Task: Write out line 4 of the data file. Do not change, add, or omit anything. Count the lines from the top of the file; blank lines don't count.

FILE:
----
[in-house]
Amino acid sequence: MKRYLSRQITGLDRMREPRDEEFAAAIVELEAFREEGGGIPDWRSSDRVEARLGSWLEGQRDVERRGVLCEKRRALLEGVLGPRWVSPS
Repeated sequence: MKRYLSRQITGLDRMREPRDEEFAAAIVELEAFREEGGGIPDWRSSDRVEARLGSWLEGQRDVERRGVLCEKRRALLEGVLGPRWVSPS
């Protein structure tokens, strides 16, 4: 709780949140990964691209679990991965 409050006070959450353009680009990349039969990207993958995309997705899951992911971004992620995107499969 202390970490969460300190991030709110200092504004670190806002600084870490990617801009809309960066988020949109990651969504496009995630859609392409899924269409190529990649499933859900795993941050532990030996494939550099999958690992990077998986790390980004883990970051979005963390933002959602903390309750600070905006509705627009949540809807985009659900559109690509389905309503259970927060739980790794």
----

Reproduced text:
């Protein structure tokens, strides 16, 4: 709780949140990964691209679990991965 409050006070959450353009680009990349039969990207993958995309997705899951992911971004992620995107499969 202390970490969460300190991030709110200092504004670190806002600084870490990617801009809309960066988020949109990651969504496009995630859609392409899924269409190529990649499933859900795993941050532990030996494939550099999958690992990077998986790390980004883990970051979005963390933002959602903390309750600070905006509705627009949540809807985009659900559109690509389905309503259970927060739980790794």